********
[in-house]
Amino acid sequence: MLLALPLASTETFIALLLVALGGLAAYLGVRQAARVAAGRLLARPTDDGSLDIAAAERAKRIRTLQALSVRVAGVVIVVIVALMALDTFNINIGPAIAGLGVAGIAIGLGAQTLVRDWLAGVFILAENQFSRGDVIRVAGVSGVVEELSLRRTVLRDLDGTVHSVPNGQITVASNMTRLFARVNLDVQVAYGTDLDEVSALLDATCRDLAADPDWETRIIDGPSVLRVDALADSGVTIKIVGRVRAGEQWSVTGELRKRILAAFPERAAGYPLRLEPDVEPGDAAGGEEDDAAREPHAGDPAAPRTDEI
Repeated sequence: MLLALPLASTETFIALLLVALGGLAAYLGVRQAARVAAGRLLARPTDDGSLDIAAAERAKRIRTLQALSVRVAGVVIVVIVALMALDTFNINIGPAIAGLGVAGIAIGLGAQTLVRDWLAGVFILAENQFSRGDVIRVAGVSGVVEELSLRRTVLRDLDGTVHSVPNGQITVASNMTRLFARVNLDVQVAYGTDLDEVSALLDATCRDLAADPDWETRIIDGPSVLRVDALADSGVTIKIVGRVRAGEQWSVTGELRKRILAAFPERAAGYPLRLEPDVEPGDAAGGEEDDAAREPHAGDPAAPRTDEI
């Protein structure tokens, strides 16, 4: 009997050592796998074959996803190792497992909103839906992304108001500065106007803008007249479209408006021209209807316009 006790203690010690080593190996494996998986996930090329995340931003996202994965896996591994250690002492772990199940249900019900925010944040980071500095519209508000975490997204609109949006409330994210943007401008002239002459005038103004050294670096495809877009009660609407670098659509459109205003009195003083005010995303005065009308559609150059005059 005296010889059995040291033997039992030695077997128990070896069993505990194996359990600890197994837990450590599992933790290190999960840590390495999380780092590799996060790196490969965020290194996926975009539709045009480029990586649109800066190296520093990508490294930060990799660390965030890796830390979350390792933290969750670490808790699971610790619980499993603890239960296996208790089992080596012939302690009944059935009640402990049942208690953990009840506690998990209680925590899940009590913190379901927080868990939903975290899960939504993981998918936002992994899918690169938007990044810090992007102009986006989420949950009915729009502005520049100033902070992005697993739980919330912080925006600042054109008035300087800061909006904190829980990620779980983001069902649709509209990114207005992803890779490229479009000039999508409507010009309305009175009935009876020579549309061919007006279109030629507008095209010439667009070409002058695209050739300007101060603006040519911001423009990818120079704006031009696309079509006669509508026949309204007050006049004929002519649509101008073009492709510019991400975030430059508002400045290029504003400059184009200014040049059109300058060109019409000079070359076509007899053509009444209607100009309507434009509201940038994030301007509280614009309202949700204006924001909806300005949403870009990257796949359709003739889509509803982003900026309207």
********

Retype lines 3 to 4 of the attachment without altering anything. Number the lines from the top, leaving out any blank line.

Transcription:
Repeated sequence: MLLALPLASTETFIALLLVALGGLAAYLGVRQAARVAAGRLLARPTDDGSLDIAAAERAKRIRTLQALSVRVAGVVIVVIVALMALDTFNINIGPAIAGLGVAGIAIGLGAQTLVRDWLAGVFILAENQFSRGDVIRVAGVSGVVEELSLRRTVLRDLDGTVHSVPNGQITVASNMTRLFARVNLDVQVAYGTDLDEVSALLDATCRDLAADPDWETRIIDGPSVLRVDALADSGVTIKIVGRVRAGEQWSVTGELRKRILAAFPERAAGYPLRLEPDVEPGDAAGGEEDDAAREPHAGDPAAPRTDEI
């Protein structure tokens, strides 16, 4: 009997050592796998074959996803190792497992909103839906992304108001500065106007803008007249479209408006021209209807316009 006790203690010690080593190996494996998986996930090329995340931003996202994965896996591994250690002492772990199940249900019900925010944040980071500095519209508000975490997204609109949006409330994210943007401008002239002459005038103004050294670096495809877009009660609407670098659509459109205003009195003083005010995303005065009308559609150059005059 005296010889059995040291033997039992030695077997128990070896069993505990194996359990600890197994837990450590599992933790290190999960840590390495999380780092590799996060790196490969965020290194996926975009539709045009480029990586649109800066190296520093990508490294930060990799660390965030890796830390979350390792933290969750670490808790699971610790619980499993603890239960296996208790089992080596012939302690009944059935009640402990049942208690953990009840506690998990209680925590899940009590913190379901927080868990939903975290899960939504993981998918936002992994899918690169938007990044810090992007102009986006989420949950009915729009502005520049100033902070992005697993739980919330912080925006600042054109008035300087800061909006904190829980990620779980983001069902649709509209990114207005992803890779490229479009000039999508409507010009309305009175009935009876020579549309061919007006279109030629507008095209010439667009070409002058695209050739300007101060603006040519911001423009990818120079704006031009696309079509006669509508026949309204007050006049004929002519649509101008073009492709510019991400975030430059508002400045290029504003400059184009200014040049059109300058060109019409000079070359076509007899053509009444209607100009309507434009509201940038994030301007509280614009309202949700204006924001909806300005949403870009990257796949359709003739889509509803982003900026309207």